The first four-day Disney cruise sold out in just an hour, and more cruise lines are about to launch bigger ships and longer cruises from the Port of New Orleans.
Disney announced in September that cruises out of New Orleans would start in early 2020.
When tickets went on sale, “You wouldn’t believe the people that jumped on that,” said Brenda Walker. She and her husband Billy Walker own Coast Cruises and More, a Cruise Planners franchise, and are American Express Travel representatives.
The day Disney opened reservations to the general public, she was on the website trying to book cabins.
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“It sold out in one hour. The whole cruise,” she said. “It just shows you how eager people are to cruise local.”
For years, people in South Mississippi had a choice of one Carnival ship out of Mobile and two out of New Orleans, Brenda Walker said, or they had to fly or drive to take a cruise out of Florida or Texas.
Now, more cruise lines are “testing the waters,” she said, and even Carnival has expanded its trips.
Choices for the winter season include:
▪ Disney Cruise Lines has six cruises scheduled from New Orleans beginning Feb. 7. The last, which leaves March 6, is a 14-night Panama cruise that boards in New Orleans and ends in San Diego.
▪ Norwegian Cruise Lines starts sailing from New Orleans in November aboard the Norwegian Breakaway. The 3,963 passenger ship will sail seven, 10 and 11-night trips to the Caribbean through April.
▪ Royal Caribbean will start week-long cruises aboard Vision of the Sea out of New Orleans in January after three years away from the port. The company features cruises over Christmas and New Year’s Eve, with trips to the Bahamas and Mexico.
▪ Carnival Cruise Line expanded its service in Mobile from four to five nights and began offering six- and eight-night cruises, Walker said. “This year they did a 10-day Panama Canal cruise from Mobile,” she said, again testing the waters. Out of New Orleans, four- to seven-day cruises to Cozumel, Mexico and Belize, starting at $239 a person.
Norwegian has operated seasonal cruises from New Orleans in the past. “This year they’re bringing in one of their big new ships,” Walker said.
Breakaway is the length of three football fields. It was refurbished this year to add The Waterfront, a quarter-mile promenade with restaurants and bars along one level. Passengers can choose to eat and drink inside or out, Walker said, and with Italian, French, Brazilian and other cuisines, “You pretty much have the world,” she said.
Depending on the cabin, passengers can get an unlimited drink package that will save them money, she said.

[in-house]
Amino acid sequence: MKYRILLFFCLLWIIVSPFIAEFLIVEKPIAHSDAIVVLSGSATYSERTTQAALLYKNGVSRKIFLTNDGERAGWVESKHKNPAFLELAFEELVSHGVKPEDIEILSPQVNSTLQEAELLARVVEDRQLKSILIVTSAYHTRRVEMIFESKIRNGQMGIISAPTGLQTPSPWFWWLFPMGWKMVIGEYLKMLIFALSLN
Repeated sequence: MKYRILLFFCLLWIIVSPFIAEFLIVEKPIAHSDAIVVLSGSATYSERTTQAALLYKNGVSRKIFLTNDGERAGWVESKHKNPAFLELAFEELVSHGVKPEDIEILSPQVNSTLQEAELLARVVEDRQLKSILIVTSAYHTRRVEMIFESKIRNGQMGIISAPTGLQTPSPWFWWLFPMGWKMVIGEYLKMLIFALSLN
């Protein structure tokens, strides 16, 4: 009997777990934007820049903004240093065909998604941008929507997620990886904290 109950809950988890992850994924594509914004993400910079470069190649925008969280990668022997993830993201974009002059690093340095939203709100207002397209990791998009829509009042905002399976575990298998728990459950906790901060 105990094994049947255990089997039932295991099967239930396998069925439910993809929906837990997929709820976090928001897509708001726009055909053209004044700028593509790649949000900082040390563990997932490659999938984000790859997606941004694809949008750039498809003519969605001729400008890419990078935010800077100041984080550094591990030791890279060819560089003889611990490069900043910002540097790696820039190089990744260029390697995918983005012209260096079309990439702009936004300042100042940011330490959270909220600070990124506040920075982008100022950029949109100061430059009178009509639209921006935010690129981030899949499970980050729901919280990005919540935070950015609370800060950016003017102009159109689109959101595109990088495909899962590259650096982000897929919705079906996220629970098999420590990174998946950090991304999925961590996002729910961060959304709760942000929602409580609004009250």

The ship also has five water slides, a sports complex with a rock climbing wall and ropes course along with a miniature golf course.
Carnival is so popular with travelers in South Mississippi, many whome aren’t familiar with Norwegian, Walker said. To get acquainted, the Biloxi Bay Area Chamber of Commerce is hosting a seven-day cruise March 3-10 through Coast Cruises and More. The deadline to go along on the Mardi Gras cruise is Nov. 3, Walker said.
The Disney cruises have activities for adults and children. “Behold Broadway-caliber musicals and fireworks at sea, celebrate at deck parties and watch new Disney movies in 3D,” the website says. Mickey and other Disney characters are on board to entertain the kids and nightclubs are there for adult entertainment.
Disney cruises are more expensive than other cruise lines, “but they’re Disney,” Walker said.
Is the price right?
While some people believe cruises are only for the rich, she said that’s not the case.
A seven-night Caribbean cruise on Royal Caribbean out of New Orleans — which has eight pools and hot tubs, sushi classes and movies under the stars — starts at $429 and others that go over New Year’s Eve starting at $899.
“When kids are out of school, prices are higher,” she said.
But cruising has become more affordable, Walker said. They include meals and many activities, are family-friendly and she said passengers don’t have to pack and unpack like they do on other vacations.
For the largest ships with the greatest amenities, such as an on-deck go-kart track, people still will have to board cruise ships from the larger ports.
Those who go out of the New Orleans cruise terminal near the Convention Center can ride the street car and eat fresh beignets by the river before the ship leaves the port.